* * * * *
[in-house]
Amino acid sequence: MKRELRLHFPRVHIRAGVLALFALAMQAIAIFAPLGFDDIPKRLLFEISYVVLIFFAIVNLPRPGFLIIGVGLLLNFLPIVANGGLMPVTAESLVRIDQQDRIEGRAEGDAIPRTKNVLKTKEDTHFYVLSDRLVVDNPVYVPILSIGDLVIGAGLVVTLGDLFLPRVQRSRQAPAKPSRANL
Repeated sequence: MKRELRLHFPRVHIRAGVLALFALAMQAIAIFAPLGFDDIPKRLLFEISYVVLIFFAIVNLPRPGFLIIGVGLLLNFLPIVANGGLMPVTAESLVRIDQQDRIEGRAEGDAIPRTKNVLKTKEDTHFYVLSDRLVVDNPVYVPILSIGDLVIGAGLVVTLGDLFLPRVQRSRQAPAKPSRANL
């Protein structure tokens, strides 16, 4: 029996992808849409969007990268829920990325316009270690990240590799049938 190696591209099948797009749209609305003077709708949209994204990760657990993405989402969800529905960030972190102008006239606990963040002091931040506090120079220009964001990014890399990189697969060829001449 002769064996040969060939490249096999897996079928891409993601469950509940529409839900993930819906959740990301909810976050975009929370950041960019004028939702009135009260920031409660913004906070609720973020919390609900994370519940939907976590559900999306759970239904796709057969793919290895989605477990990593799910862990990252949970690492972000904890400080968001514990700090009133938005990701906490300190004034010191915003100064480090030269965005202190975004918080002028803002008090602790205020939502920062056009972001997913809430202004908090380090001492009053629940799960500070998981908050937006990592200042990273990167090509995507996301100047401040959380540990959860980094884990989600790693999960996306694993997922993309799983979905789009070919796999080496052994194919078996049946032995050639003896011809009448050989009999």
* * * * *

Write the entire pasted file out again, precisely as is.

[in-house]
Amino acid sequence: MKRELRLHFPRVHIRAGVLALFALAMQAIAIFAPLGFDDIPKRLLFEISYVVLIFFAIVNLPRPGFLIIGVGLLLNFLPIVANGGLMPVTAESLVRIDQQDRIEGRAEGDAIPRTKNVLKTKEDTHFYVLSDRLVVDNPVYVPILSIGDLVIGAGLVVTLGDLFLPRVQRSRQAPAKPSRANL
Repeated sequence: MKRELRLHFPRVHIRAGVLALFALAMQAIAIFAPLGFDDIPKRLLFEISYVVLIFFAIVNLPRPGFLIIGVGLLLNFLPIVANGGLMPVTAESLVRIDQQDRIEGRAEGDAIPRTKNVLKTKEDTHFYVLSDRLVVDNPVYVPILSIGDLVIGAGLVVTLGDLFLPRVQRSRQAPAKPSRANL
């Protein structure tokens, strides 16, 4: 029996992808849409969007990268829920990325316009270690990240590799049938 190696591209099948797009749209609305003077709708949209994204990760657990993405989402969800529905960030972190102008006239606990963040002091931040506090120079220009964001990014890399990189697969060829001449 002769064996040969060939490249096999897996079928891409993601469950509940529409839900993930819906959740990301909810976050975009929370950041960019004028939702009135009260920031409660913004906070609720973020919390609900994370519940939907976590559900999306759970239904796709057969793919290895989605477990990593799910862990990252949970690492972000904890400080968001514990700090009133938005990701906490300190004034010191915003100064480090030269965005202190975004918080002028803002008090602790205020939502920062056009972001997913809430202004908090380090001492009053629940799960500070998981908050937006990592200042990273990167090509995507996301100047401040959380540990959860980094884990989600790693999960996306694993997922993309799983979905789009070919796999080496052994194919078996049946032995050639003896011809009448050989009999």